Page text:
No one really knows what the exact contract numbers will look like for the three-time Pro Bowl wide receiver. The only certainty is it would far exceed anything the Ravens have paid a wide receiver in the past.
ESPN's Dan Graziano projected Landry will receive a four-year, $44 million deal. That's a hefty sum for the Ravens, whose last five free-agent wide receiver signings agreed to deals with a combined maximum value of $46 million.
A trade moved one step closer to becoming a reality Thursday, when Landry signed his franchise-tag tender. That means Landry is officially under contract and is eligible to get dealt. The Ravens are among the teams reportedly interested in him, along with the Chicago Bears and Cleveland Browns.
Baltimore has traditionally gone for aging wide receivers to fill the pass-catching void at a bargain rate. Since winning the Super Bowl after the 2012 season, the Ravens have signed these free-agent wide receivers: Jacoby Jones (four years, $12 million), Brandon Stokley (one year, $940,000), Steve Smith Sr. (three years, $10.5 million), Mike Wallace (two years, $11.5 million) and Jeremy Maclin (two years, $11 million).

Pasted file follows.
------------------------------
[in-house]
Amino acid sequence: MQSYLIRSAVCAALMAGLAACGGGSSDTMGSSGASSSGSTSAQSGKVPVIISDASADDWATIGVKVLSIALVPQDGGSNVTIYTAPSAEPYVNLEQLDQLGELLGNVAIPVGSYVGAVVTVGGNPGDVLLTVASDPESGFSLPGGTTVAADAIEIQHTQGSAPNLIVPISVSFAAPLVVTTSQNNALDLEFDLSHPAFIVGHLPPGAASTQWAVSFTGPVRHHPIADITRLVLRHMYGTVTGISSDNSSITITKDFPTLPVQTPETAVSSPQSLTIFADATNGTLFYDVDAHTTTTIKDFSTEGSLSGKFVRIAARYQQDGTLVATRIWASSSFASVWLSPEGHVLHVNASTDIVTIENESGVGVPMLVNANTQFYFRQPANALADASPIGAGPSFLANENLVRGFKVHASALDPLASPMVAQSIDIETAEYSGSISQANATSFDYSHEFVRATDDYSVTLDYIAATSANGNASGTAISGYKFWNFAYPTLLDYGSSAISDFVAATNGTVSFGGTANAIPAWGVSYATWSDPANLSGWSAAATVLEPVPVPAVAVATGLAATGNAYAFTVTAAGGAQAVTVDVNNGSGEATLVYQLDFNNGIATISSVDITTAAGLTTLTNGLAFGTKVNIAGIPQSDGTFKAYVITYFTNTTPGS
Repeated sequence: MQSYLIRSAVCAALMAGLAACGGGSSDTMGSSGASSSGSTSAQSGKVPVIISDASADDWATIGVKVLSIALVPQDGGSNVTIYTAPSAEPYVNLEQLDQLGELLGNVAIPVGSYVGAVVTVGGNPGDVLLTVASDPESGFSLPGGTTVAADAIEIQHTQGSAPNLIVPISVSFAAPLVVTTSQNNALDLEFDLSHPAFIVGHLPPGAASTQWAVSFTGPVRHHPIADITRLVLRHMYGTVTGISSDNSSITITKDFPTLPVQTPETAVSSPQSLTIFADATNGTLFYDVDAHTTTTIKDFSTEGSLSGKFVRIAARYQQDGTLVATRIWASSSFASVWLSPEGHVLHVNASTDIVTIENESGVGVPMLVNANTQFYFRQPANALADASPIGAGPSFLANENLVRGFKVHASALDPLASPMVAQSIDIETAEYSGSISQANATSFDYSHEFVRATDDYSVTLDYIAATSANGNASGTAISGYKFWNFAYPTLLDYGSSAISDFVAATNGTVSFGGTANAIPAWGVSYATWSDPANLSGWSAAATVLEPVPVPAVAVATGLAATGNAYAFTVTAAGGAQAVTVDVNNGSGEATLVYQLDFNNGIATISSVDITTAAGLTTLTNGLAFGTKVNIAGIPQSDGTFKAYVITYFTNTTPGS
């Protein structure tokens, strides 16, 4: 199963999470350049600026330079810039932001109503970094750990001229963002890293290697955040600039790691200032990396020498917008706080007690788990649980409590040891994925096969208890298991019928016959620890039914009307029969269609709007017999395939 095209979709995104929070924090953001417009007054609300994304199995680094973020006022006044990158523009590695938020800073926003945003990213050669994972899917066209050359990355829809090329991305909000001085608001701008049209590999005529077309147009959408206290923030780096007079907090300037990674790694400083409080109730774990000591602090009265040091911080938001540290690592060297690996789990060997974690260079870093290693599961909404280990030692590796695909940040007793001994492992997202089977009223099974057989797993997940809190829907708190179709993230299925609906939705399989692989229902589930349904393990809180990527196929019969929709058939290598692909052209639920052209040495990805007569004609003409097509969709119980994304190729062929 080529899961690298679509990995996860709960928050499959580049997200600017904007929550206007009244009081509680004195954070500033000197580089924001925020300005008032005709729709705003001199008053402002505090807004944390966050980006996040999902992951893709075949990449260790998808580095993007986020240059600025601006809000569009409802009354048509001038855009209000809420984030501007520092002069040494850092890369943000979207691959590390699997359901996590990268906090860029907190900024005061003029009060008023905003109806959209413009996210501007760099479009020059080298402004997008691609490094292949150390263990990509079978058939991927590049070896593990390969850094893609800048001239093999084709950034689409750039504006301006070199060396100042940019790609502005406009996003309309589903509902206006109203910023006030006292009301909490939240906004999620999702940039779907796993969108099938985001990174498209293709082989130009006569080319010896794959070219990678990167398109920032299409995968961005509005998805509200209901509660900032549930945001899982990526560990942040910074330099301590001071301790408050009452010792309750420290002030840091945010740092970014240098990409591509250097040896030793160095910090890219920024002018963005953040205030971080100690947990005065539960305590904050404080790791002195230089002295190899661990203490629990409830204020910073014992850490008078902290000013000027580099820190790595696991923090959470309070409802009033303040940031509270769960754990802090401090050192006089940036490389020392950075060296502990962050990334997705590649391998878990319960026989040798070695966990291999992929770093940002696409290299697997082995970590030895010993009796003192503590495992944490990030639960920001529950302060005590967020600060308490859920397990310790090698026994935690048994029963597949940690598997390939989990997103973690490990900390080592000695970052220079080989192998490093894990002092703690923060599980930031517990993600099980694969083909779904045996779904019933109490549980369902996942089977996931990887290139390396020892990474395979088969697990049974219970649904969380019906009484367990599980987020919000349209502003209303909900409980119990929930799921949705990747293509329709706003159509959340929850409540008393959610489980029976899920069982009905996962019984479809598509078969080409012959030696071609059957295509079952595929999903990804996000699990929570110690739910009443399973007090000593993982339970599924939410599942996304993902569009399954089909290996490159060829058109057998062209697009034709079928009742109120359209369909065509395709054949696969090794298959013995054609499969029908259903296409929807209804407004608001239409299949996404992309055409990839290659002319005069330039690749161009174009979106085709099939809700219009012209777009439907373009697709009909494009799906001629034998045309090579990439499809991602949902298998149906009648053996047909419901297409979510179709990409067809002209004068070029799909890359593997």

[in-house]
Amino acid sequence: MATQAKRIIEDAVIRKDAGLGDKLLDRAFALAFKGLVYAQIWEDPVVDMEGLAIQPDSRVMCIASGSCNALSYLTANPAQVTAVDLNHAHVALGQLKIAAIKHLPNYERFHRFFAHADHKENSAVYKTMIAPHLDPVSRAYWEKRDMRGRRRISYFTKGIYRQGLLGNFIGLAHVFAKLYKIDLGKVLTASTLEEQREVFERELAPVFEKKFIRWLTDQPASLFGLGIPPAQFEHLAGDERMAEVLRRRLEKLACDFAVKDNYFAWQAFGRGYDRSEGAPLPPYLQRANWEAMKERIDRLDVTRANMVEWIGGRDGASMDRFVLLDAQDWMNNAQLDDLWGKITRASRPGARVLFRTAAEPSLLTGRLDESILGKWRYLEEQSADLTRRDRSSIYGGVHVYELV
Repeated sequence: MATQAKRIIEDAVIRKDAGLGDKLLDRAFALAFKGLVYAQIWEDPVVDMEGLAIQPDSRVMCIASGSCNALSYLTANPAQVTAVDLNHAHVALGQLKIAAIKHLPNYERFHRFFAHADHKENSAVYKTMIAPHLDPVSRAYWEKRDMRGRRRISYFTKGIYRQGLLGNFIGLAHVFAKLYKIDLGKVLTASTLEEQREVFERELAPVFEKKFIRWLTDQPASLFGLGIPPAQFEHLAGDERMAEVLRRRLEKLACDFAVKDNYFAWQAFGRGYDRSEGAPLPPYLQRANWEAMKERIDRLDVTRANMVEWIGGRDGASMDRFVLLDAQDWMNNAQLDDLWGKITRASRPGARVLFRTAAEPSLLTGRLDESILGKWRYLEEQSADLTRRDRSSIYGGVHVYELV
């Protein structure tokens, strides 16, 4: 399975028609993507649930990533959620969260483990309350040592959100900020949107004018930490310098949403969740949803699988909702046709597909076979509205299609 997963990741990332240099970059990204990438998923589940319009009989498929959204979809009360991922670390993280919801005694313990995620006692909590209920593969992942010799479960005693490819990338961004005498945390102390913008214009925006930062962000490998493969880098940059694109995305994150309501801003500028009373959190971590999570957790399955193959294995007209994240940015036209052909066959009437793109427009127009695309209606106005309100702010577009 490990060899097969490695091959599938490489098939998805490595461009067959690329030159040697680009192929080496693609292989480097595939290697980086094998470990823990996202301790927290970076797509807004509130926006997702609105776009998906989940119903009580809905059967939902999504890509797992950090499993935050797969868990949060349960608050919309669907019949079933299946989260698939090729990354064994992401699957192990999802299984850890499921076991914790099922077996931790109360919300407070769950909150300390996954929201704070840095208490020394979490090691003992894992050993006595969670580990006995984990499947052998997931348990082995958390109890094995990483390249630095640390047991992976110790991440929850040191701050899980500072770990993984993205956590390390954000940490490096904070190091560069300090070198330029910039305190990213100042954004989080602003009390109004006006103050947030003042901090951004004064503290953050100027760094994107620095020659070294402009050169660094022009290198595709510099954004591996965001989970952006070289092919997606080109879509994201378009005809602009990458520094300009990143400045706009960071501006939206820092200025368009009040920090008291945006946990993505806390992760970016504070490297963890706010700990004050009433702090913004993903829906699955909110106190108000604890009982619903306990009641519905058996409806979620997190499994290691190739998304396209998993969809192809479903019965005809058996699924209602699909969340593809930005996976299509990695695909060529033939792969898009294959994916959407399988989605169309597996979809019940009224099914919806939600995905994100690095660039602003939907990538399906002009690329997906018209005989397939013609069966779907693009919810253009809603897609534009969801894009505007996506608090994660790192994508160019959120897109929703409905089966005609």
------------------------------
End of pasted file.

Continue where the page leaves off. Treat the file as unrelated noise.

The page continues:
Landry represents a different classification because he's in his prime at 25 and he has caught more passes in his first four seasons (400) than anyone else in NFL history over that time frame. It is believed Landry wants a contract that averages $14.5 million per season, according to the Miami Herald. That would give him the sixth-highest contract in the NFL, just behind the likes of Antonio Brown, DeAndre Hopkins and A.J. Green, but ahead of Julio Jones, Dez Bryant and Demaryius Thomas.
An argument can be made that Landry isn't the same type of offensive playmaker as Brown, Hopkins, Green or Jones, which should cause his price to get lowered by a few notches. Graziano's estimate of $11 million per season would tie him for No. 15 among the highest-paid receivers. The previous biggest contract the Ravens have ever given out to a wide receiver is Anquan Boldin's 2010 agreement, which averaged $8.3 million per season.
This doesn't include the compensation Baltimore would have to give Miami in order to acquire last season's NFL receptions leader. It could require sending a third-round pick to Miami in order to pry away Landry from the Dolphins.
If the Ravens don't land Landry, they could pursue Jacksonville's Allen Robinson or the Los Angeles Rams' Sammy Watkins. There is a chance that both re-sign with their teams and neither reaches the start of free agency on March 14.
A popular option for the Ravens is to sign players who get cut. That list could include Green Bay's Jordy Nelson, the New York Giants' Brandon Marshall, Jacksonville's Allen Hurns, Philadelphia's Torrey Smith and the Los Angeles Rams' Tavon Austin.
Signing players who have been released is the least expensive route to add wide receivers in free agency. Pursuing a trade with Landry is probably the most expensive way.